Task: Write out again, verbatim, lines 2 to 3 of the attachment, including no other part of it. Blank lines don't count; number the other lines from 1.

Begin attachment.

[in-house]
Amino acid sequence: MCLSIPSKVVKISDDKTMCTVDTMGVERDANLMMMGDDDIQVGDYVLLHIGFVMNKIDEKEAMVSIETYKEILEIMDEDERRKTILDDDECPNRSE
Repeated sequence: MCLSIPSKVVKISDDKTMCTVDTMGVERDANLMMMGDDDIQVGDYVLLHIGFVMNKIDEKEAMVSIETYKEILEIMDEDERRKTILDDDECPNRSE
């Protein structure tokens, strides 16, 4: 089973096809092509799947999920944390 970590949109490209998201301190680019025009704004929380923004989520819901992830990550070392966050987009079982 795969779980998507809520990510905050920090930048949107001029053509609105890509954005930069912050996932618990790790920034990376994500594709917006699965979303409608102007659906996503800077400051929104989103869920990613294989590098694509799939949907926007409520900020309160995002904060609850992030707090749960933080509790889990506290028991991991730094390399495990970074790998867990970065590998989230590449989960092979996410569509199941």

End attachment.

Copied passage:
Amino acid sequence: MCLSIPSKVVKISDDKTMCTVDTMGVERDANLMMMGDDDIQVGDYVLLHIGFVMNKIDEKEAMVSIETYKEILEIMDEDERRKTILDDDECPNRSE
Repeated sequence: MCLSIPSKVVKISDDKTMCTVDTMGVERDANLMMMGDDDIQVGDYVLLHIGFVMNKIDEKEAMVSIETYKEILEIMDEDERRKTILDDDECPNRSE